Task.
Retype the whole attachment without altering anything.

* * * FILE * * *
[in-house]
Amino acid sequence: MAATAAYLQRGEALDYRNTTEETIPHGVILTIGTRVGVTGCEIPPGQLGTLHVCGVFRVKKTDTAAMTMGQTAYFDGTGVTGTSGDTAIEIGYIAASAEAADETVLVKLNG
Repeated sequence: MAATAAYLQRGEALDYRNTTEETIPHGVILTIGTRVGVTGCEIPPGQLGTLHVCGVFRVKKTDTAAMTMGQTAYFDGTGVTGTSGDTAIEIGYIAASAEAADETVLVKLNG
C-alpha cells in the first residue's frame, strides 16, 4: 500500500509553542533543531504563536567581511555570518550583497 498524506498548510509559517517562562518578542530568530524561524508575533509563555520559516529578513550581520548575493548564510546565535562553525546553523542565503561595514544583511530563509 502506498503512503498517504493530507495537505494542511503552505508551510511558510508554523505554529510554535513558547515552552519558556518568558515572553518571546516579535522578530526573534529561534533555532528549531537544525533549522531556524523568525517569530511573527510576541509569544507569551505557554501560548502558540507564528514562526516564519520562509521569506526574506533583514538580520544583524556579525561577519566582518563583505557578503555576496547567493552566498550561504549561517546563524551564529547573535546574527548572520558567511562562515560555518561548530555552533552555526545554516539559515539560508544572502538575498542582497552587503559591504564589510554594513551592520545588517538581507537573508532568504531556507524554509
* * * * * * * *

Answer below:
[in-house]
Amino acid sequence: MAATAAYLQRGEALDYRNTTEETIPHGVILTIGTRVGVTGCEIPPGQLGTLHVCGVFRVKKTDTAAMTMGQTAYFDGTGVTGTSGDTAIEIGYIAASAEAADETVLVKLNG
Repeated sequence: MAATAAYLQRGEALDYRNTTEETIPHGVILTIGTRVGVTGCEIPPGQLGTLHVCGVFRVKKTDTAAMTMGQTAYFDGTGVTGTSGDTAIEIGYIAASAEAADETVLVKLNG
C-alpha cells in the first residue's frame, strides 16, 4: 500500500509553542533543531504563536567581511555570518550583497 498524506498548510509559517517562562518578542530568530524561524508575533509563555520559516529578513550581520548575493548564510546565535562553525546553523542565503561595514544583511530563509 502506498503512503498517504493530507495537505494542511503552505508551510511558510508554523505554529510554535513558547515552552519558556518568558515572553518571546516579535522578530526573534529561534533555532528549531537544525533549522531556524523568525517569530511573527510576541509569544507569551505557554501560548502558540507564528514562526516564519520562509521569506526574506533583514538580520544583524556579525561577519566582518563583505557578503555576496547567493552566498550561504549561517546563524551564529547573535546574527548572520558567511562562515560555518561548530555552533552555526545554516539559515539560508544572502538575498542582497552587503559591504564589510554594513551592520545588517538581507537573508532568504531556507524554509